When I woke this morning, all I wanted to hear was the sweet sadness of Dolores O’Riordan, whom I listened to every day during the sweetest saddest period of my young womanhood and who died yesterday, only days before my 47th birthday, which really is the death knoll for any young womanhood no matter how well your people age (and mine age pretty well, dammit). When I listened most to Dolores and her Cranberries I was living with a man who took care of me but did not love me and whom I did not love. We had been performing a twentysomething fascimile of an old married couple and, really, it had been draining both of our life forces. We were just scared of everything else, especially of who we really were. Him: gladly, glamorously superficial. Me: a witch, not meant for anything but what I could conjure from the ashes of purple violets and patriarchy.
I always felt embarrassed to listen to the Cranberries. Back then they were considered soft and commercial if you’d spent your formative years moshing to SST and Sub Pop bands, which I had. Really all I liked was rhythm and blues that grabbed my heart and pussy, but like I said, I hadn’t accepted any of who or what I was yet, so I wasn’t accepting my musical predilections either. Somehow O’Riordan’s ragged hopefulness satisfied my yens without forcing me to cop to their existence. In general, the white lady singers I didn’t admit I liked in the mid 1990s are the only ones I still like: Natalie Merchant, Alanis Morissette, hell, Sarah McLachlan. It was misogyny–internalized misogyny, the most poisonous kind—that kept me from openly embracing their lilting melancholy, which is the only form of longing white women have been encouraged to express ever since America began identifying them as white. (Being a Jewess and a Sioux-Scot, my lines only started being sandbagged with whiteness when Aryan Nation was desperate to increase its numbers.)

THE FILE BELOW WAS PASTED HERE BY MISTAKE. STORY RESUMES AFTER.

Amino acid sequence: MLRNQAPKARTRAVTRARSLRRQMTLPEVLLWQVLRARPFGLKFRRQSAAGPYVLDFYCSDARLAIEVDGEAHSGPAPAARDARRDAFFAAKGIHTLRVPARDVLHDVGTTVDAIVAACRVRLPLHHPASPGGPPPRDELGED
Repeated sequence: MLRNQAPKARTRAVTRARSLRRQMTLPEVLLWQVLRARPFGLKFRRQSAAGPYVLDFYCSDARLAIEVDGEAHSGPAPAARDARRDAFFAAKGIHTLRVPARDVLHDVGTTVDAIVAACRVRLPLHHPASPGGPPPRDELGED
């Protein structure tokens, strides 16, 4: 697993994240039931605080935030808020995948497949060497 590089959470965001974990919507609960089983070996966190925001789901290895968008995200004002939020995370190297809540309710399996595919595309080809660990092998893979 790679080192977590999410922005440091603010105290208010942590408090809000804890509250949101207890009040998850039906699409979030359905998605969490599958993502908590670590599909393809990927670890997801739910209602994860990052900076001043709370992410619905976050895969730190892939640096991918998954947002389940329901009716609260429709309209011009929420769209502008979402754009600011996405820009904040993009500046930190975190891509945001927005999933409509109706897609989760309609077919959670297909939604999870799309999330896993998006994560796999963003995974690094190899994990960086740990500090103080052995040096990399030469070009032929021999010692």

So I’d sit on the floor of this man’s expensive shitty apartment in the Meatpacking District, worrying about the two calories I’d eaten that day and rereading my favorite smart-dame novels, and the Cranberries would fill that emptiness with a gorgeous hunger of their own while the gorgeous hungry transwomen who then called themselves drag queens strutted their stuff below my window. It’s not just that I owe Dolores gratitude though lordy I owe it to her in boatloads, truckloads, spaceshiploads. Those transwomen neighbors, too; they taught me tons about fortitude and wit and the construction of femininity. But I owe Dolores and all my sisters from other misters apologies for being such a Frozen Charlotte when blood most wanted to pump in our veins. Life right before the explosion of social media and communication technology was not necessarily better for we ladygirls of the punk rock 90s though it’s being glorified right now. It was more authentic, maybe, but only in how it called out the distance looming between and within ourselves. Dolores O’Riordan was exactly my age, and she may have been a casualty of all that. My heart breaks if that’s the case. In her music she modeled an intimacy that was not just real and raw but finally, fearfully beautiful.